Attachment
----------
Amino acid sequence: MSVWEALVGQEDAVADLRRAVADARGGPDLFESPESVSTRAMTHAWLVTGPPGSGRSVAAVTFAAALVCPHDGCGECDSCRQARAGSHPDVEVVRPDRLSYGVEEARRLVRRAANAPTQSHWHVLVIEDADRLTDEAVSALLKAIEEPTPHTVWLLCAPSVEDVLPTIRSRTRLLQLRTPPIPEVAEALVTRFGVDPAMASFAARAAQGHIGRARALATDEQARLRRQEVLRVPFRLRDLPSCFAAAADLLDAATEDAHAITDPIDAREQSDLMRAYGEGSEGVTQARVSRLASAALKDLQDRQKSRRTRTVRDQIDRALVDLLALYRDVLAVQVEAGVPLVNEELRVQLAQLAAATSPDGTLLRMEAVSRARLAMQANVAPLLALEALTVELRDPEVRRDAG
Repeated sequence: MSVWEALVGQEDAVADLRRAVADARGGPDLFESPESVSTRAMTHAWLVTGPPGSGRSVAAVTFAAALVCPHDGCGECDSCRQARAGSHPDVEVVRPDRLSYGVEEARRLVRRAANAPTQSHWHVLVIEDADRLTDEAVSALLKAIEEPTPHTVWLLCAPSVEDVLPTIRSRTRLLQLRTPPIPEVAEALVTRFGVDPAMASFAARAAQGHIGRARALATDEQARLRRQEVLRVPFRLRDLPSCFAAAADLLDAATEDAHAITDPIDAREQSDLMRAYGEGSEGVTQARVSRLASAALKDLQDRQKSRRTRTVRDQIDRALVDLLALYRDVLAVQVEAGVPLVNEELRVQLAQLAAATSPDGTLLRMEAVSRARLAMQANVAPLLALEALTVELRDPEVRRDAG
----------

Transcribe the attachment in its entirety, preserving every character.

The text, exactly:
Amino acid sequence: MSVWEALVGQEDAVADLRRAVADARGGPDLFESPESVSTRAMTHAWLVTGPPGSGRSVAAVTFAAALVCPHDGCGECDSCRQARAGSHPDVEVVRPDRLSYGVEEARRLVRRAANAPTQSHWHVLVIEDADRLTDEAVSALLKAIEEPTPHTVWLLCAPSVEDVLPTIRSRTRLLQLRTPPIPEVAEALVTRFGVDPAMASFAARAAQGHIGRARALATDEQARLRRQEVLRVPFRLRDLPSCFAAAADLLDAATEDAHAITDPIDAREQSDLMRAYGEGSEGVTQARVSRLASAALKDLQDRQKSRRTRTVRDQIDRALVDLLALYRDVLAVQVEAGVPLVNEELRVQLAQLAAATSPDGTLLRMEAVSRARLAMQANVAPLLALEALTVELRDPEVRRDAG
Repeated sequence: MSVWEALVGQEDAVADLRRAVADARGGPDLFESPESVSTRAMTHAWLVTGPPGSGRSVAAVTFAAALVCPHDGCGECDSCRQARAGSHPDVEVVRPDRLSYGVEEARRLVRRAANAPTQSHWHVLVIEDADRLTDEAVSALLKAIEEPTPHTVWLLCAPSVEDVLPTIRSRTRLLQLRTPPIPEVAEALVTRFGVDPAMASFAARAAQGHIGRARALATDEQARLRRQEVLRVPFRLRDLPSCFAAAADLLDAATEDAHAITDPIDAREQSDLMRAYGEGSEGVTQARVSRLASAALKDLQDRQKSRRTRTVRDQIDRALVDLLALYRDVLAVQVEAGVPLVNEELRVQLAQLAAATSPDGTLLRMEAVSRARLAMQANVAPLLALEALTVELRDPEVRRDAG